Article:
After my recent Instagram/Facebook posts (see reposts at the very bottom of this page) about the risks of feeding a cooked diet and how to offset those risks, people have been asking for more specifics regarding meat marinades for pets when cooking meals. I also wanted to discuss the use of an apple cider vinegar marinades for raw feeders and a traditional type of marinade that I have used a lot when preparing liver for humans to eat: the milk soak.
Full details below! 😉 Happy marinading!
SFRAW Dog/Cat Meat Marinades & Milk Soaking
This is a technique that can be used when preparing meat to feed raw or prior to cooking your pet’s meals. Marinades will change the flavor of the meat/food, so be sure they like it prepared this way before making any sizeable portions. Test it out first on a single meal to see if they enjoy it and how their body responds. The ingredients of this marinade are safe for both dogs and cats. It doesn’t include high risk, toxic or problematic ingredients like vegetable oil, salt, sugar or onion, and provides the following benefits:
- helps to reduce the damaging, carcinogenic chemical compounds created in meat/animal fats (when heated above 300 degrees)
- makes meat/offal more easily digestible
- herbs contain potent polyphenols that are anti-bacterial against pathogenic species of bacteria such as e. coli
- these herbs are naturally protective against parasites, having an anti-parasitic action in the body
When feeding meat/bones RAW:
- an ACV marinade will provide additional pH and enzyme support that typically soothes symptoms related to GERD/acid reflux (cooking kills beneficial enzymes and changes the pH)
- ACV softens bones, making them easier to digest. Remember to never feed your animals cooked bones – only feed raw meaty bones!
The acid and enzymes in this marinade will begin to denature (“cook”) the proteins, which can improve digestion.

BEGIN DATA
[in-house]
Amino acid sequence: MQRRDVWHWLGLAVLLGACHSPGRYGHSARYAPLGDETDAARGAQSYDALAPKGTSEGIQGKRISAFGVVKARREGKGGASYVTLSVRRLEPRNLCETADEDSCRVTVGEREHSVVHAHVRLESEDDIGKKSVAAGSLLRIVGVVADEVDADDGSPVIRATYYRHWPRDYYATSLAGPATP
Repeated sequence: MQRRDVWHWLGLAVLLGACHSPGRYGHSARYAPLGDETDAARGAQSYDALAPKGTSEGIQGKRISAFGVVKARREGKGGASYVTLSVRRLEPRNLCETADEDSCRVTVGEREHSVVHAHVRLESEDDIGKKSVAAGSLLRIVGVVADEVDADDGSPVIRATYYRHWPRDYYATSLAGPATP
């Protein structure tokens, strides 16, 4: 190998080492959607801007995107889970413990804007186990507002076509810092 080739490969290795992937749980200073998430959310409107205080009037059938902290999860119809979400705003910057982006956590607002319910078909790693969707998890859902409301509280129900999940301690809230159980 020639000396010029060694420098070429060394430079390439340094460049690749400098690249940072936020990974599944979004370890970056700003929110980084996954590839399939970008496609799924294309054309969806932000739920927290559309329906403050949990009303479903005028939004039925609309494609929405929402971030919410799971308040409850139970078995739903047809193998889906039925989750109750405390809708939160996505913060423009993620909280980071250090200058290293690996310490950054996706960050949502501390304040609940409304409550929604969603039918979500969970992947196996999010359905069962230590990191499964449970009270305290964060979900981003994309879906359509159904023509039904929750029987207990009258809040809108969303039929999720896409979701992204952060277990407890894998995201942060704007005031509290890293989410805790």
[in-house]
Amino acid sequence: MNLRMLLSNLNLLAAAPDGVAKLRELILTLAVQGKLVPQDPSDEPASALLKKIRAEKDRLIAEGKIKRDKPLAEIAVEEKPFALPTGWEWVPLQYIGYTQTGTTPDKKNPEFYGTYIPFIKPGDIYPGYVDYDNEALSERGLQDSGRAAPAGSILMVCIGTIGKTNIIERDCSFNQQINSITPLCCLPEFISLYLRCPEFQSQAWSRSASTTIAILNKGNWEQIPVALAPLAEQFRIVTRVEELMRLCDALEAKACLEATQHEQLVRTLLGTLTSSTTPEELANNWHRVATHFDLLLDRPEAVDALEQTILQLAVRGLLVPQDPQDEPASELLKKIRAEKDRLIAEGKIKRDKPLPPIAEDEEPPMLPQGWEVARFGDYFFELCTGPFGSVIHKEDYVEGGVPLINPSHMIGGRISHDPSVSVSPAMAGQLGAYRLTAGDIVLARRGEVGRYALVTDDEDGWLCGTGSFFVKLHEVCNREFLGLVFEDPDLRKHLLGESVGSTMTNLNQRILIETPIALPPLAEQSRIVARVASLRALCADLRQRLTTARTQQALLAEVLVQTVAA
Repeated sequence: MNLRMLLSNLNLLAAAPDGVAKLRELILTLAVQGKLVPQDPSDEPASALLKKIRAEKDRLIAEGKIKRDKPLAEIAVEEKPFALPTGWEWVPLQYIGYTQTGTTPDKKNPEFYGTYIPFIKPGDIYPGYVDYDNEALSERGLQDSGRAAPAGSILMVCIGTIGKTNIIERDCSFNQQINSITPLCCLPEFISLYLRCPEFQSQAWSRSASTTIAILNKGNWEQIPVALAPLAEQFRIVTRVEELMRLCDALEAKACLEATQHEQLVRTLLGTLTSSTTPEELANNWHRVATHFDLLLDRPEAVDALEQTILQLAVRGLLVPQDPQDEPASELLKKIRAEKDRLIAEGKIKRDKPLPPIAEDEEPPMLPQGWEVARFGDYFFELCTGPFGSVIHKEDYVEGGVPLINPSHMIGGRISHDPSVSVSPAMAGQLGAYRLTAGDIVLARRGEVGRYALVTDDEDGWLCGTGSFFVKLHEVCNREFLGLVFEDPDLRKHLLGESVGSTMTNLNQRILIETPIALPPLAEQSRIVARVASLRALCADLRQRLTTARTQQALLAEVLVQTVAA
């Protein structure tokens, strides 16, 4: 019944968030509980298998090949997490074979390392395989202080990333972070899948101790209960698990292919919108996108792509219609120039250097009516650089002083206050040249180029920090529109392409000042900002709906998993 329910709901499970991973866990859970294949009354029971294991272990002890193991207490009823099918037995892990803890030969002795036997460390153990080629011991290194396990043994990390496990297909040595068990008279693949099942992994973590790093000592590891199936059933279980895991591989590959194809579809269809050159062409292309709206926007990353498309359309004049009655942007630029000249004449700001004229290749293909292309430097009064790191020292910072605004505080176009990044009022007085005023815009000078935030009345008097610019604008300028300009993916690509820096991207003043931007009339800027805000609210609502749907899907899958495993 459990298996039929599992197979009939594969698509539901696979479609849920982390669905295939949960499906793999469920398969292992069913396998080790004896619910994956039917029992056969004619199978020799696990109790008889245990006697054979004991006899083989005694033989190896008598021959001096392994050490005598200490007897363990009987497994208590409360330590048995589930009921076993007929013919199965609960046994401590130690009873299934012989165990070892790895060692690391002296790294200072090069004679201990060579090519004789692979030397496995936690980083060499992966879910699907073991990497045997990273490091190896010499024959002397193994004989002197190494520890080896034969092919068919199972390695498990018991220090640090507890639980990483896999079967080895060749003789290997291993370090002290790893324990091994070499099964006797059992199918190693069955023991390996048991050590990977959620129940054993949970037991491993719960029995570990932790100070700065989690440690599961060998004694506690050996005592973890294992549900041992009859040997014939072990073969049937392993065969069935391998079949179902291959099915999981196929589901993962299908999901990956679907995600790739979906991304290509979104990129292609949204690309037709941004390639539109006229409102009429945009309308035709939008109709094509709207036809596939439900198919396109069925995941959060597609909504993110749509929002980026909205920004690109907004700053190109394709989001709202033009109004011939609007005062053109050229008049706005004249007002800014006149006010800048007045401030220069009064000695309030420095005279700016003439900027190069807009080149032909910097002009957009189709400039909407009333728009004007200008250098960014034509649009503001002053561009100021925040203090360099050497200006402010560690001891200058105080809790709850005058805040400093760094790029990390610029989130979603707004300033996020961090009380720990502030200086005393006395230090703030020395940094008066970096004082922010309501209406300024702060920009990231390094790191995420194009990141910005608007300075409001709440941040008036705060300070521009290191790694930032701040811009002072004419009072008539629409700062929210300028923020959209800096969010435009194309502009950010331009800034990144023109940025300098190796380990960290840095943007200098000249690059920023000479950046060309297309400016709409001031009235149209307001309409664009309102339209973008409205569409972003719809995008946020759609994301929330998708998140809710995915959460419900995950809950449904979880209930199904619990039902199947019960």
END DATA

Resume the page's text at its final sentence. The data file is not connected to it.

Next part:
Soaking offal in raw milk is a traditional food preparation technique that’s especially good for marinating liver, spleen, sweetbreads/glands or kidney. For individuals that dislike the flavor, texture or have difficulty digesting these potent organs, a milk soak can really help with palatability and digestion. Milk soaking helps to remove impurities, softens flavor, and tenderizes the tissue. This technique improves the texture, digestibility and taste – especially for organ meats/offal. However, if you leave organs in a milk marinade for too long, it starts to “overcook”, creating an undesirable texture to most people. It’s perfectly safe to marinade over 90 minutes; indeed, some individuals actually prefer an overnight soak, but some find this longer period to make the organs less palatable.
Raw Dog/Cat Marinade Recipe
- 1 cup filtered water, bone broth or raw milk
- 1/4-1/3 cup apple cider vinegar (ACV) or cup freshly squeezed organic raw lemon juice (organic raw unfiltered apple cider vinegar is ideal, but lemon may be used as a substitute)
- 1 clove raw fresh garlic, minced
- 2 sprigs each of fresh thyme & oregano
- 1 (2-inch piece) spring of fresh rosemary
Combine ingredients and shake or mix well right before pouring over meat/organs or bones, which should be defrosted and arranged, single layer, in a shallow non-reactive dish, either glass or ceramic. Use just enough marinade to cover the ingredients. Cover the dish/bowl with a lid, plate or parchment/butcher paper if needed – ok to leave uncovered, too.
Soak the meat/organs or raw meaty bones in marinade for 30 to 90 minutes before cooking or feeding raw. Strain off the marinade & herbs before cooking/serving.